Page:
Active Lifestyle NERDS! Message Board › Book Club Discussion Topics
San Diego, CA
Hello everyone! I am excited to see all of you for the second nerdy book club. I wanted to extend an invite to all the other nerds in the group to join us, even if you haven't read the book. As you'll see from the topics below, I hope generally for a fun nerdy conversation.
See you there!
1) Initial Impressions. Thumbs up/Thumbs Down? Who will go on to read the second book in the series? Good adaptation/Fan Fiction?
2) Does this book evoke the use of imagination? Is this book written to get people to read, or is it written to make a movie someday? This is your chance to compare this book to other popular series that have led to big budget movie adaptations, Harry Potter, Lord of the Rings, and maybe even Eragon. The imagery in these books seems to scream, "Make a screen play out of me!" Do authors today write with that in mind? Frank Beddor’s book seems to give very exact/precise descriptions of the world which make it very easy for his graphic novels, versus the original Alice's Adventures in Wonderland, by Louis Carol (aka Charles Lutwidge Dodgson) which seems to demand a grand imagination to picture the world Carol created for us. Do we like our imagery spoon fed or would you rather work a little to imagine the world you're reading about?
Check out the Looking Glass War's Website if you have a chance. Is this the future of literature?
3) Has anyone imagined/studied the possibility of a multiverse?
From Wiki: The multiverse (or meta-universe) is the hypothetical set of multiple possible universes (including the historical universe we consistently experience) that together comprise everything that exists and can exist: the entirety of space, time, matter, and energy as well as the physical laws and constants that describe them. The term was coined in 1895 by the American philosopher and psychologist William James. The various universes within the multiverse are sometimes called parallel universes.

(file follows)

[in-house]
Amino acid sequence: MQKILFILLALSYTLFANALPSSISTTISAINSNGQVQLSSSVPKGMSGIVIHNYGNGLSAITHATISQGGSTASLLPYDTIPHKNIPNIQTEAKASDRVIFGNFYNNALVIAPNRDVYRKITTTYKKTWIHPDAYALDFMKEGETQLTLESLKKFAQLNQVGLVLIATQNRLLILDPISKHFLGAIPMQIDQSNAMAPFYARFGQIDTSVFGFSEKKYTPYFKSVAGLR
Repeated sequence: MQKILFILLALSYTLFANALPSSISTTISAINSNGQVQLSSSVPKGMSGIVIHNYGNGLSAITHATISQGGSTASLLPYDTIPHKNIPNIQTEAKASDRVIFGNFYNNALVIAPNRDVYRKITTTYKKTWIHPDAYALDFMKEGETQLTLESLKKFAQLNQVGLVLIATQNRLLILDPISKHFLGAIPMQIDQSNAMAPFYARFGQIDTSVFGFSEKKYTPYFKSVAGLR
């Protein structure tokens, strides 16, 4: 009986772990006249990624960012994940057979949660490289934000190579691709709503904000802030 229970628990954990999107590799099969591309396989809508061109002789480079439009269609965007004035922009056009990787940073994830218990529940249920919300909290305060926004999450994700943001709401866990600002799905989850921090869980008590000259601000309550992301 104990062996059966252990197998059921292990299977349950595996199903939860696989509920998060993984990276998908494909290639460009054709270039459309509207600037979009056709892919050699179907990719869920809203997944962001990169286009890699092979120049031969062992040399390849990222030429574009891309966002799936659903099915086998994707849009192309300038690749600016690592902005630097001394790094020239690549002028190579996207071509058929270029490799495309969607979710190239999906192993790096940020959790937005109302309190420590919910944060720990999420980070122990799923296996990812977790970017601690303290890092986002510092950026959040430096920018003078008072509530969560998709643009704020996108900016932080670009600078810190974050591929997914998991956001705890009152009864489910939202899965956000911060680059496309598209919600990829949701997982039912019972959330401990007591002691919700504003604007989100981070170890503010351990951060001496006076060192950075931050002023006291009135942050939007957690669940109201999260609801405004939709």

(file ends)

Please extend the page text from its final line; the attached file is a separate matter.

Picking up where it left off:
The structure of the multiverse, the nature of each universe within it and the relationship between the various constituent universes, depend on the specific multiverse hypothesis considered. Multiple universes have been hypothesized in cosmology, physics, astronomy, religion, philosophy, transpersonal psychology and fiction, particularly in science fiction and fantasy.
Some believe that not only do these multiverses exist, but they also influence and effect one another. If the idea is that all things possible exist, then it must also be true that certain possible universes require that the universes interact. Could there be a Wonderland out there? Better yet, could there exist a way to interact?
4) The movie is in pre-production. As in our last discussion, what could go and what must stay? Imagine with me what the movie will be like.
5) Did anyone look at the historical time line in the back of the book or online? Many fantasy books are doing this these days. Abe Lincoln, Vampire Hunter, etc. Many Vampire books and films use history. Do you enjoy properly placed fantasy works in historical contexts? Any other good examples that everyone would like to share? Did Mr. Beddor do enough to describe his historical world? Could he have done more?
6) Violence in fiction… Did readers find this book too violent? Worse than Ender’s Game? Or were they just really cool fight scenes? Anyone else dying to see Hatter in action?
7) Open Discussion. What discussion topics would you like to talk about?
Preview: Next Month's Book - The Hobbit
San Diego, CA
I have a couple of suggestions for future readings:
1. A Canticle for Leibowitz, by Walter Miller. Written at the height of the Cold War, it is set in the post apocalyptic future.
2. Perdido Street Station, by China Mieville. This belongs to the steampunk genre, and has won many awards.